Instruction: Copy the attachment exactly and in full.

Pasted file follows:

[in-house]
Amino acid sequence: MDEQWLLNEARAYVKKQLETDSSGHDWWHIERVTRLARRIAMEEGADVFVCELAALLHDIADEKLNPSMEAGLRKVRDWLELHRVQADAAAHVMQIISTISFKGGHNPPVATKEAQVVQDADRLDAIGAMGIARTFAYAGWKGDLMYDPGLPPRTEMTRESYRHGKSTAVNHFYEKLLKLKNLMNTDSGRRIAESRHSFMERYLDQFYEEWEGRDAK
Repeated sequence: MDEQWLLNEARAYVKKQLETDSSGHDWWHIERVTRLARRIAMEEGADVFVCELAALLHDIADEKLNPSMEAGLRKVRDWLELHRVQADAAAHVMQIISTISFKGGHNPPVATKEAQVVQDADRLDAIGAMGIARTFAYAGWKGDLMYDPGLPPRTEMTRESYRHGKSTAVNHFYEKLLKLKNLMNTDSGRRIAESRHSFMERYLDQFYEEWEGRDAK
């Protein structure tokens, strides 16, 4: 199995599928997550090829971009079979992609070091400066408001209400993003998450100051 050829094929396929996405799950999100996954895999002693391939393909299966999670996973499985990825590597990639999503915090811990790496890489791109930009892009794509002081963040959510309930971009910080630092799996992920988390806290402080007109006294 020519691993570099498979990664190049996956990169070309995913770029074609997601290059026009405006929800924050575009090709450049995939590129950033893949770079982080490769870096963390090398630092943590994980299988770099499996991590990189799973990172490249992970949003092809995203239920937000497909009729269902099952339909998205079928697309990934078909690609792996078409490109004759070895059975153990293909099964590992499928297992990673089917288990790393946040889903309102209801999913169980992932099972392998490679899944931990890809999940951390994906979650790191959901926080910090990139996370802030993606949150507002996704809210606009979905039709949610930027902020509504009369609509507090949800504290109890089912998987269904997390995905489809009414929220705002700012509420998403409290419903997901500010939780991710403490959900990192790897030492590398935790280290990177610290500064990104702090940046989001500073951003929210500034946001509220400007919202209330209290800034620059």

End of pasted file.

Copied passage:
[in-house]
Amino acid sequence: MDEQWLLNEARAYVKKQLETDSSGHDWWHIERVTRLARRIAMEEGADVFVCELAALLHDIADEKLNPSMEAGLRKVRDWLELHRVQADAAAHVMQIISTISFKGGHNPPVATKEAQVVQDADRLDAIGAMGIARTFAYAGWKGDLMYDPGLPPRTEMTRESYRHGKSTAVNHFYEKLLKLKNLMNTDSGRRIAESRHSFMERYLDQFYEEWEGRDAK
Repeated sequence: MDEQWLLNEARAYVKKQLETDSSGHDWWHIERVTRLARRIAMEEGADVFVCELAALLHDIADEKLNPSMEAGLRKVRDWLELHRVQADAAAHVMQIISTISFKGGHNPPVATKEAQVVQDADRLDAIGAMGIARTFAYAGWKGDLMYDPGLPPRTEMTRESYRHGKSTAVNHFYEKLLKLKNLMNTDSGRRIAESRHSFMERYLDQFYEEWEGRDAK
């Protein structure tokens, strides 16, 4: 199995599928997550090829971009079979992609070091400066408001209400993003998450100051 050829094929396929996405799950999100996954895999002693391939393909299966999670996973499985990825590597990639999503915090811990790496890489791109930009892009794509002081963040959510309930971009910080630092799996992920988390806290402080007109006294 020519691993570099498979990664190049996956990169070309995913770029074609997601290059026009405006929800924050575009090709450049995939590129950033893949770079982080490769870096963390090398630092943590994980299988770099499996991590990189799973990172490249992970949003092809995203239920937000497909009729269902099952339909998205079928697309990934078909690609792996078409490109004759070895059975153990293909099964590992499928297992990673089917288990790393946040889903309102209801999913169980992932099972392998490679899944931990890809999940951390994906979650790191959901926080910090990139996370802030993606949150507002996704809210606009979905039709949610930027902020509504009369609509507090949800504290109890089912998987269904997390995905489809009414929220705002700012509420998403409290419903997901500010939780991710403490959900990192790897030492590398935790280290990177610290500064990104702090940046989001500073951003929210500034946001509220400007919202209330209290800034620059």